The source of the Black Death — the inspiration behind numerous black metal songs — is said to have been finally pinpointed by European researchers, according to a report this week in the U.K.'s Metro. The Black Death was the 14th century bubonic plague that's still the deadliest pandemic recorded in human history.

But the place where it first emerged has been disputed by scientists for over six centuries.

Now, perhaps ground zero for the Black Death has finally been located. While the search may seem archaic, the subject holds vast importance for humanity. Especially since the world is currently enduring another deadly pandemic, COVID-19, which has killed over a million Americans since March 2020, according to a New York Times database.

The Black Death is estimated to have killed 75 to 200 million across Africa, Asia and Europe from 1346 to 1353. While most scientists have long believed the virus responsible for it originated somewhere in Asia, it has never been conclusively pinned down.

But the new research team from Germany's Max Planck Institute for Biological Cybernetics and Scotland's University of Stirling said they have found the origin point. They concluded that deaths in an earlier 14th century outbreak in modern Kyrgyzstan were due to strains of the same bacterium, Yersinia pestis, that ultimately created the pathogens found in the Black Death.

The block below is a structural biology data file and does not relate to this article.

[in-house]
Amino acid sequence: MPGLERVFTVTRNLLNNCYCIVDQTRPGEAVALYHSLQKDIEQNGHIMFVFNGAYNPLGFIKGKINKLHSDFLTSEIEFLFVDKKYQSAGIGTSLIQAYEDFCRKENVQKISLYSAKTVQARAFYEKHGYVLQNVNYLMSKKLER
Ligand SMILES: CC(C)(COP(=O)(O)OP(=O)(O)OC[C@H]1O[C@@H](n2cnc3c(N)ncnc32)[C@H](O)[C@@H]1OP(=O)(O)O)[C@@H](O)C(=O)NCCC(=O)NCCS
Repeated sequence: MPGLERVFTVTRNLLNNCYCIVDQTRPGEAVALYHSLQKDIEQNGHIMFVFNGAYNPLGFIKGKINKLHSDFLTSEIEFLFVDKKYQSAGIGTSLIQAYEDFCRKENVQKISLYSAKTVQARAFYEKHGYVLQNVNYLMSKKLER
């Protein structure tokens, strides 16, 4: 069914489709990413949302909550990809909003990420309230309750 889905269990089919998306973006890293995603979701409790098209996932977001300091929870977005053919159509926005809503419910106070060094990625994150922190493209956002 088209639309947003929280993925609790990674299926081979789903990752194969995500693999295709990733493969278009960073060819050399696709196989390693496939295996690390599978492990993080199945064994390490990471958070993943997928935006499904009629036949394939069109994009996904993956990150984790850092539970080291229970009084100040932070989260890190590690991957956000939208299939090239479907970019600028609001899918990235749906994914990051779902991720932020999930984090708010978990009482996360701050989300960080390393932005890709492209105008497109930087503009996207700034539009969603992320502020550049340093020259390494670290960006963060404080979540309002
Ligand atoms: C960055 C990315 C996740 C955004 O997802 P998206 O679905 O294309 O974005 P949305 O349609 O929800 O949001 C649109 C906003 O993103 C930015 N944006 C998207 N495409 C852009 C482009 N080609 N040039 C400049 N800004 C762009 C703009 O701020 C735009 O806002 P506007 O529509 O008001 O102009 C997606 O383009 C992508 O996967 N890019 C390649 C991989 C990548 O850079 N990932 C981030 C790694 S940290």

"It is like finding the place where all the strains come together, like with coronavirus where we have Alpha, Delta, Omicron all coming from this strain in Wuhan, [China]," German palaeogeneticist Johannes Krause, one of the researchers on the study, explained to Nature.

The researchers found their answer by analyzing DNA (ancient DNA or "aDNA") from the teeth of skeletons from cemeteries in the Tian Shan region of Kyrgyzstan. They did so after identifying a spike in burials in the area in 1338 and 1339. From there, they located the bacterium.

"Our study puts to rest one of the biggest and most fascinating questions in history and determines when and where the single most notorious and infamous killer of humans began," a fellow researcher added.

The Black Death is also known as the Great Mortality, the Pestilence or just the Plague. It is estimated to have killed around 30 to 60 percent of the European population and around a third of the population of the Middle East. It was part of a crisis of the Middle Ages that followed the Great Famine of 1315–1317.

Above photo: Protective clothing for 17th century plague doctors.

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